Odd Elliptic equation

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  • #1
hunt_mat
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I have the following elliptic equation that I must solve:
[tex]
a\frac{\partial^{2}\phi}{\partial y^{2}}+\frac{\partial^{2}\phi}{\partial u^{2}}+b\frac{\partial\phi}{\partial u}=-ce^{-y^{2}}
[/tex]
Where a,b and c are constants. Along with the conditions:
[tex]
\phi (y,0)=\frac{\partial\phi}{\partial u}(y,0)=0,\quad\lim_{y\rightarrow\infty}\phi (y,u)=\lim_{y\rightarrow\infty}\frac{\partial\phi}{\partial y}(y,u)=0
[/tex]
I have tried the usual approach using Laplace transforms but I got into a horrible mess with looking at the particular solution which involved horrible things like complimentary error functions and the like. As well as that mess, computing the inverse transforms were waay waay to hard as I had to look at [tex]\sqrt{\alpha s^{2}+\beta s}[/tex] where s was my Laplace transform variable and I had no idea what to do regarding them so I dropped that method.

My current idea is to use Greens functions but I don't know a great deal about them and was after some advice.

Regards

Mat
 

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  • #2
fzero
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Using Green functions would be a good way to solve this. The homogeneous equation is separable and has exponential solutions. After imposing the boundary conditions, I believe you'll need to use Gram-Schmidt to construct an orthonormal basis for the solution space. The Green function can then be obtained as a series expansion in terms of these orthonormal basis. Finally the solutions to the inhomogeneous equation can be obtained in the usual manner by integrating the forcing function.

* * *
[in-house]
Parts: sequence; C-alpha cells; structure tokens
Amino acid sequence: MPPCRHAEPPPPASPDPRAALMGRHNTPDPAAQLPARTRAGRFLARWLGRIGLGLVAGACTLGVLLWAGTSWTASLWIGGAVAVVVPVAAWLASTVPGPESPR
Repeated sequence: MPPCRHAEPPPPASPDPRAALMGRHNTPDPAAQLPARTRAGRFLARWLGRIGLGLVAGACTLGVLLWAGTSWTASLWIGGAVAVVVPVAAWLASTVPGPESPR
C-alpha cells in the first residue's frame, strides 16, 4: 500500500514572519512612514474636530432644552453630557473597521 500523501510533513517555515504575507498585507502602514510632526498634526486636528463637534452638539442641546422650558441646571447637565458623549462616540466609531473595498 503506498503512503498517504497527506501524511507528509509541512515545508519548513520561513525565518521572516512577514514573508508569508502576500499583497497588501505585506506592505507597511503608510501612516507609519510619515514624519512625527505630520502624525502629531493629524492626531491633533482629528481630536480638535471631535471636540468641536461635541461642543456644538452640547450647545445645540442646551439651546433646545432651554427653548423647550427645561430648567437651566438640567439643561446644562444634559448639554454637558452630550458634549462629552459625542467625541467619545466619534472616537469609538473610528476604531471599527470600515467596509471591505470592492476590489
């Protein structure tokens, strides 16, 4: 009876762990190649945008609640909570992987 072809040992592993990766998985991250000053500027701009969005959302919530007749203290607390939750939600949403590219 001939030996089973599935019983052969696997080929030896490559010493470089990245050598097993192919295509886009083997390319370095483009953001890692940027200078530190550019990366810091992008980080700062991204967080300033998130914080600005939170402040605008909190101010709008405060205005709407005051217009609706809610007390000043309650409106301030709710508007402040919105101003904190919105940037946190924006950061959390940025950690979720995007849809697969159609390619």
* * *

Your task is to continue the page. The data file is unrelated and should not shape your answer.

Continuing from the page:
• #3
hunt_mat
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I have tried looking at the problem from the point of view of Laplace transform and as you can see I haven't gotten very far at all. I have no idea how to go about inverting the Laplace transform. The Homogeneous solution has sin and cos solutions and I feel that they will inverse transform to zero which doesn't help me much.

It looks as if I will have to learn some Green's functions. Can you recommend anything?

Mat
 

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  • #4
fzero
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Any EM or QM text that discusses scattering theory will contain a discussion of Green functions, as will any decent math methods book. I would look at Arfken or Jackson myself, but you may prefer something else.
 
  • #5
hunt_mat
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Did you have a look at the Laplace transform thing I did? Did it look promising?

Mat
 
  • #6
fzero
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Did you have a look at the Laplace transform thing I did? Did it look promising?

Mat
I hadn't looked too closely, but did now. It might be fine if you want to do the integrals numerically. Of course, there's no guarantee that the Green function method will give a result that can be expressed in a nice form either. But it seems like a good exercise to learn the method regardless.
 
  • #7
hunt_mat
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There is the boundary conditions to consider. We need to compute the constants. Can we do this numerically?
 
  • #8
fzero
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There is the boundary conditions to consider. We need to compute the constants. Can we do this numerically?
I've never studied numerical methods in much detail, but I'd expect you can turn it into a root-finding problem which is well-suited to numerical methods.
 

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